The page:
25. Hats off to those who spotted the &lit KING. I did think of trying something meaning “thanks”, but in the end decided it was just a chess-related CD, possibly also something to do with noblesse oblige.

    1. This was my LOI and I never did parse it. Seems so obvious when you see it, d’oh!

  26. A breezy 70 minutes here, if by breezy we mean the kind of breeze experienced on a winter’s evening in Chicago standing downwind of the annual Baked Beans Supporters march.

    Biffed ABAFT without checking it and hoped for the best. I was caught by by a ‘cycling’ clue last week and was not to be ensnared twice.

    Quite liked ‘LE GAB’, and hope for more Franglais, Dinglish etc. clues in future!

  27. BLEEP is specifically a term for a pager in hospitals (consultants will have their “bleep number” listed, for instance) and IIRC the NHS still uses 10% of the world’s pagers even though governments have been trying to phase them out for years. No objection to this synonym from me

  28. DNF, Outpatient and King got me, and still not “overwhelmed” with either… Got off to a good start, even looking at the clock, then much biffing and subsequent parsing. I did like The Law and Bagel, though they did not come quickly! Thanks to all.

  29. Finished in about 55 minutes
    Most of the clues I thought were hard rather than clever, but KING and BAGEL I liked and my LOI TAOISEACH I really liked and was annoyed with myself for being so slow. The problem there was the first letter I got was the H at the end which immediately made me think of Metternich which got me thinking it would be a historical character. It really shows the danger of getting locked into a way of thinking!!! I was staring at that clue for ages thinking, oh no 2 DNFs in a row 😉
    Anyway at least I finished today and in the end an enjoyable puzzle.
    Thanks setter and blogger

  30. DNF, defeated by TAOISEACH, THE LAW, OUTPATIENT and ABAFT, the last of which I’ve never heard of. Put me down as another who didn’t see the &lit for KING, and I was unfamiliar with BLUE FUNK too.

    Really tough stuff, so kudos to those who finished it and thanks to the blogger and setter.

    COD One-liner

  31. 55:43

    About two-thirds done after 30 mins, the remaining third taking a further 25 mins. The RHS was much easier than the LHS though didn’t see the parsing for KING. ELEMI easy to remember from the brand name with an S on the end.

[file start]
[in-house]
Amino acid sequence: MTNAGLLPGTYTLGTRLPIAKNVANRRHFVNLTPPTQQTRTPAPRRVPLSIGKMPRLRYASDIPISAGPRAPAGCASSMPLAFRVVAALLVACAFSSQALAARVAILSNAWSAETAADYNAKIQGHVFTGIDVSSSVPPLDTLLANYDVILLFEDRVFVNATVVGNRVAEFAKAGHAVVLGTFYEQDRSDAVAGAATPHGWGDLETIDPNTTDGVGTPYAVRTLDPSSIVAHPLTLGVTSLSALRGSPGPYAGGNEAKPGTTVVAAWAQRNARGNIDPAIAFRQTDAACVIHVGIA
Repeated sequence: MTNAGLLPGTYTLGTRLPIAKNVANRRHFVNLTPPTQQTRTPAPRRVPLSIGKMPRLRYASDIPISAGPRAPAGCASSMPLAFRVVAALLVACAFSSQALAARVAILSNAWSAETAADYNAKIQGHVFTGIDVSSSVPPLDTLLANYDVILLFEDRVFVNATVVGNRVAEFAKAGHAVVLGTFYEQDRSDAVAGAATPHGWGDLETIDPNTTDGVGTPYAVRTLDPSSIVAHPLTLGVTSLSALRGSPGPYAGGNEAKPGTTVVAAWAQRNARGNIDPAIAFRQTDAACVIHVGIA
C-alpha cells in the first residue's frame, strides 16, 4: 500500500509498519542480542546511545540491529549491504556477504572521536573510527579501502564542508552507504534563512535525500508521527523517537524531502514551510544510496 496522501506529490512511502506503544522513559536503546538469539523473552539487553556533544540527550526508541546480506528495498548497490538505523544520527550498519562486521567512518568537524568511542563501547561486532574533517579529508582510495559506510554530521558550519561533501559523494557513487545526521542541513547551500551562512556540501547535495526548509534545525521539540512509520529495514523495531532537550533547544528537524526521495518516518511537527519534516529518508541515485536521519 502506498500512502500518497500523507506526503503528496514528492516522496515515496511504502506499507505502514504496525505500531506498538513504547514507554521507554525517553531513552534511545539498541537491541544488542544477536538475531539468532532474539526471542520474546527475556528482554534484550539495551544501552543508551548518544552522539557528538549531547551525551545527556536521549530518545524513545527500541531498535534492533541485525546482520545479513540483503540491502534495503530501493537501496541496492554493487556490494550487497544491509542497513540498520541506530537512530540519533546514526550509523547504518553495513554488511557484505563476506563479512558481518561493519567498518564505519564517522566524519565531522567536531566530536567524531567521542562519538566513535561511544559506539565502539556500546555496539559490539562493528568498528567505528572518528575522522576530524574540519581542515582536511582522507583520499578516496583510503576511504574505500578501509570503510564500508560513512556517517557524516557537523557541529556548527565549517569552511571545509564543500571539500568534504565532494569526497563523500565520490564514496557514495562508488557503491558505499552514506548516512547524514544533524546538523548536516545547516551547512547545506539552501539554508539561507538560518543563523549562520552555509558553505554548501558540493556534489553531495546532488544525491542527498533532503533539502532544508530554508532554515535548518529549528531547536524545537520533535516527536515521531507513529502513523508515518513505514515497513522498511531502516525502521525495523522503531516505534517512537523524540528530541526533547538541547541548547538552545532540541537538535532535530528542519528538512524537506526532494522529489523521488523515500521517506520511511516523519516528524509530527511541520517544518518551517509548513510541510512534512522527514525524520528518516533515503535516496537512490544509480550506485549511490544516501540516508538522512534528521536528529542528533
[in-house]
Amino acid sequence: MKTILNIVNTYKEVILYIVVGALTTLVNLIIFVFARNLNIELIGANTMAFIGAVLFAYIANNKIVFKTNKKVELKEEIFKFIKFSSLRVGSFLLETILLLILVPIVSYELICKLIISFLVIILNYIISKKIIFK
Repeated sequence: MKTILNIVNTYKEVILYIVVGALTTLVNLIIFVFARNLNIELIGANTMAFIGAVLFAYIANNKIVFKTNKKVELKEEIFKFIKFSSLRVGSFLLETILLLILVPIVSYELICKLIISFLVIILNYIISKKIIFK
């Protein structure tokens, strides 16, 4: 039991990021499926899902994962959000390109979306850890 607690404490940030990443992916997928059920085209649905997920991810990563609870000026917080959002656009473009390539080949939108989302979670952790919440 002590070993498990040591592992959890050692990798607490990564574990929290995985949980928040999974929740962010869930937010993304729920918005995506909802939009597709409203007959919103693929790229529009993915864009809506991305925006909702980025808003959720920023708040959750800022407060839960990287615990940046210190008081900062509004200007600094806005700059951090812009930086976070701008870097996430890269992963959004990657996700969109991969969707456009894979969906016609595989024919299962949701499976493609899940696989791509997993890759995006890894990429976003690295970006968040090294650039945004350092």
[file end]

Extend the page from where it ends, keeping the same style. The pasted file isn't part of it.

Somehow picked out NOSH OW{n}S and BLUE FUNK along with BLEEP, after which it was a bit like pulling teeth with occasional relief as another answer wafted into view. Didn’t really like THE LAW – nice try setter, but a bit too vague. Well played with TAOISEACH though, which was a nice PDM.

    Thanks Jeremy for unravelling.

  32. DNF – a desperate THE TAB and KING thrown in at the end of a seemingly endless struggle. I couldn’t fully parse either of them (though I saw the “ta-king” bit) and duly got my desserts.

  33. 65 mins but at least I finished it. Always a struggle with the first answers in the SE corner. Confess to checking the spelling of Taoiseach but I have no conscience about that. Abaft was my last one in.

    Not been my best week by a long way but all solved in the end.

  34. Way over my head today. Not much more than a quarter done in over an hour. Well done to those who persevered and succeeded. For me, time to find something else to elevate and entertain.

  35. Threw in the towel after an age, which produced most of the right-hand side, but little of the left. Would never have got TAOISEACH, but thankfully I can henceforward spell it correctly, thanks to the Taois(m),each. Having not got 10A, 2D was also impossible and although I knew what I was looking for with 17D, having a U and an F, I was still unable to come up with BLUE FUNK. Even though I was convinced 24D was ELEMI, I couldn’t work out why. For me, this was the beast that followed yesterday’s difficult-but-fun challenge – a very-difficult-but-not-fun sequel.

  36. It’s a day late and it did take me 95 minutes to solve it (correctly, without aids), but I must post a comment just to join in the chorus about KING, which I, too, disliked intensely at first but now would also classify as my COD after having been told how the wordplay really works. Brilliant!

  37. I must have spent nearly three hours on this and fell at the last fence – entering Ring rather than King for my LOI.
    My shaky logic was that Ring could mean avoid (ring a city) and Ring could mean capture (ring them in) and no idea about “I’m obliged”! I know it doesn’t work but I didn’t see the chess reference – so I end up rather crestfallen after all that effort.
    I agree that King is a clever clue but too much so for me.

  38. Like Vaccarex, I ended up chucking in the proverbial towel , after realising that this was going to be too tough for me. For starters, I hadn’t a clue about 1a (well, i mean it was there , but I failed to understand it), and moved on hesitantly to my FOI AUCTION, which I thought a clever clue. However, as+J has shown, nearly all the clues were even more clever, consequently being my ultimate failure. Liked those I did get, however, like SIXTEEN, ICE BOX, UNTRUTH, CHAIR, ELEMI, and ONE-LINER ( to name most of them!)

  39. Tough, DNF. I used Aids to check the spelling of TAOISEACH, then again to see if ECASTELATE was a word, at which point Google’s first response was Isla3’s comment which included the correct answer.